The two Google employees who formed a union laid out why they decided to join an employee’s organization and their grievances against the company in an op-ed for the New York Times. The op-ed was entitled “We Built Google. This Is Not the Company We Want to Work For.”

Google employees Parul Koul and Chewy Shaw explained why they joined the Alphabet Workers Union and what their issues are against the tech giant. More than 225 Google employees have joined together to form the union. This comes after years of activism within the company. Having a union is unusual for a tech company in Silicon Valley. The companies there have traditionally resisted the formation of unions.

Google employees have been clamoring for years for pay increases and for the company to overhaul its policies, particularly those pertaining to harassment. The Alphabet Workers Union was organized in secret and has been in existence for over a year now. They elected their leadership just last month. Reports say that they are connected with the Communication Workers of America, a union that represents workers in media and communications.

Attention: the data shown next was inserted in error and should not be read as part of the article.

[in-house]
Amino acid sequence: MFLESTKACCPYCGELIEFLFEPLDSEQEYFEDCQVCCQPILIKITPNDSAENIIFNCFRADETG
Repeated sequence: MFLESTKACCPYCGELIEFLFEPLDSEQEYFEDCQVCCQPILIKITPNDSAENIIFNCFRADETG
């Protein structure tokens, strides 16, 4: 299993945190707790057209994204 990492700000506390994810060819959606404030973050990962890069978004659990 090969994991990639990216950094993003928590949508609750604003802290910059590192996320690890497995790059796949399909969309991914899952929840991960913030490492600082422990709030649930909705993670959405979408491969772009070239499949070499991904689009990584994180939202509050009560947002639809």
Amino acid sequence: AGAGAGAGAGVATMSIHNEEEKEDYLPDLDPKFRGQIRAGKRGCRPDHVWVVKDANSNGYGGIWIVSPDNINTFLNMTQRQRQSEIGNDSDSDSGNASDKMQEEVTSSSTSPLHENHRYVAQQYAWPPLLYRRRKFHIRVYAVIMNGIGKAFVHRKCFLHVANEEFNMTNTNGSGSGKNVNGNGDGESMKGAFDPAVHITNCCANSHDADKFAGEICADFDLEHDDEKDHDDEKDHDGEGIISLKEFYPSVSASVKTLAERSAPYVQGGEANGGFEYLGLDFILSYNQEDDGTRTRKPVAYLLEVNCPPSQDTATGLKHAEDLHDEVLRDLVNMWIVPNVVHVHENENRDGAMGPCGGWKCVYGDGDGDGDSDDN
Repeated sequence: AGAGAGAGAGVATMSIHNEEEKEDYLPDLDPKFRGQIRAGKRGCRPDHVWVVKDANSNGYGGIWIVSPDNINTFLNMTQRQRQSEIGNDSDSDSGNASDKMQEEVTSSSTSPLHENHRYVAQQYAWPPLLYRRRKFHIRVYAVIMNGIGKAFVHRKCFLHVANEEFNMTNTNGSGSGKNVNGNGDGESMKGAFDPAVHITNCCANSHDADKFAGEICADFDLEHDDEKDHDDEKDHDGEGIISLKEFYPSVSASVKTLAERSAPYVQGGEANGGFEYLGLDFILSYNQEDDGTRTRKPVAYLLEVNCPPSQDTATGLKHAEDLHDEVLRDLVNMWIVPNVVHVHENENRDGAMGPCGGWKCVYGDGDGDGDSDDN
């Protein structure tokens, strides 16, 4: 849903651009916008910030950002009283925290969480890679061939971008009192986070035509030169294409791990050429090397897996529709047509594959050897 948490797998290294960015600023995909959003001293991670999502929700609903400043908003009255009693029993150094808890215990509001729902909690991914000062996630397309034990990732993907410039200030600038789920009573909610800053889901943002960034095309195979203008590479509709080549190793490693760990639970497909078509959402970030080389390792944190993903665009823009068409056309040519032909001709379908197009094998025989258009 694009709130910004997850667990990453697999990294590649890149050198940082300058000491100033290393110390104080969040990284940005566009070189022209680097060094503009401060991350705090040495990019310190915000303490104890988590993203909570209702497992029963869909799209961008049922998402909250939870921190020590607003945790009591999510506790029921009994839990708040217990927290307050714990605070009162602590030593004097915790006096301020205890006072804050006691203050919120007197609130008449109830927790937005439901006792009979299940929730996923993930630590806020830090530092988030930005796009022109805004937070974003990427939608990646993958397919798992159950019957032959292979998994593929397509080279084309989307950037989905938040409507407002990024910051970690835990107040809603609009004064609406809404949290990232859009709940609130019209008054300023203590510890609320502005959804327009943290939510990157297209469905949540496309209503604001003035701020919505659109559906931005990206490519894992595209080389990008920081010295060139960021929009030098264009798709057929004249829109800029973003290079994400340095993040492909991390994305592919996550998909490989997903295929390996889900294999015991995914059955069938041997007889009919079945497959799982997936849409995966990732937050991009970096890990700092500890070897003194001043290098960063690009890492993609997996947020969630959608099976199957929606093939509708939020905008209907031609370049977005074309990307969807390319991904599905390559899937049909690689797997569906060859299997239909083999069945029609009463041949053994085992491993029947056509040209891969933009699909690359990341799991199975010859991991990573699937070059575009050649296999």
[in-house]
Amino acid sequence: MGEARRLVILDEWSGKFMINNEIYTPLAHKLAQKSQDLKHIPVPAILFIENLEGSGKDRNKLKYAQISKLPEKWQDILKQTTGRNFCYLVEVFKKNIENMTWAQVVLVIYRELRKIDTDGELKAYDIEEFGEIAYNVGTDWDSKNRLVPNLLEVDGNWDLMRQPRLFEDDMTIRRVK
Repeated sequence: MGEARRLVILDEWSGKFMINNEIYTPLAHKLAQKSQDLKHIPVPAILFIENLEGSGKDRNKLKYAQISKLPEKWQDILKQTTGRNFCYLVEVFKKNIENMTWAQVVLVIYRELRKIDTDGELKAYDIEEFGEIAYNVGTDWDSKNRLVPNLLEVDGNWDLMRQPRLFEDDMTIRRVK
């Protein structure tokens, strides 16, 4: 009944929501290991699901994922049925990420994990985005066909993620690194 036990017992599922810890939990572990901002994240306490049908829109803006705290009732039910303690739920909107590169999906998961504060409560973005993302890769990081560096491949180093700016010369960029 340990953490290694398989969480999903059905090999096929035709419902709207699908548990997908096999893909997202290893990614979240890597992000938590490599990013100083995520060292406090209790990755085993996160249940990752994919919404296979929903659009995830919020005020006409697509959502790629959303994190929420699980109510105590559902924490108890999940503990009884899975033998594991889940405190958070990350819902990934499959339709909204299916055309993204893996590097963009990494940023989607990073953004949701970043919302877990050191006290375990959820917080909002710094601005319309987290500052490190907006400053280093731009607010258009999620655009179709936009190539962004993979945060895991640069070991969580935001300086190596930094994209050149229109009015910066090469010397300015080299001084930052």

Koul and Shaw were elected executive chair and vice-chair of the union. According to their op-ed:

For far too long, thousands of us at Google—and other subsidiaries of Alphabet, Google’s parent company—have had our workplace concerns dismissed by executives. Our bosses have collaborated with repressive governments around the world. They have developed artificial intelligence technology for use by the Department of Defense and profited from ads by a hate group. They have failed to make the changes necessary to meaningfully address our retention issues with people of color.

They added instances of alleged abuse, which they are fighting. They claim that Google has cracked down on employees who have spoken out against the company in the past. It remains to be seen what moves the tech-giant will make against the union.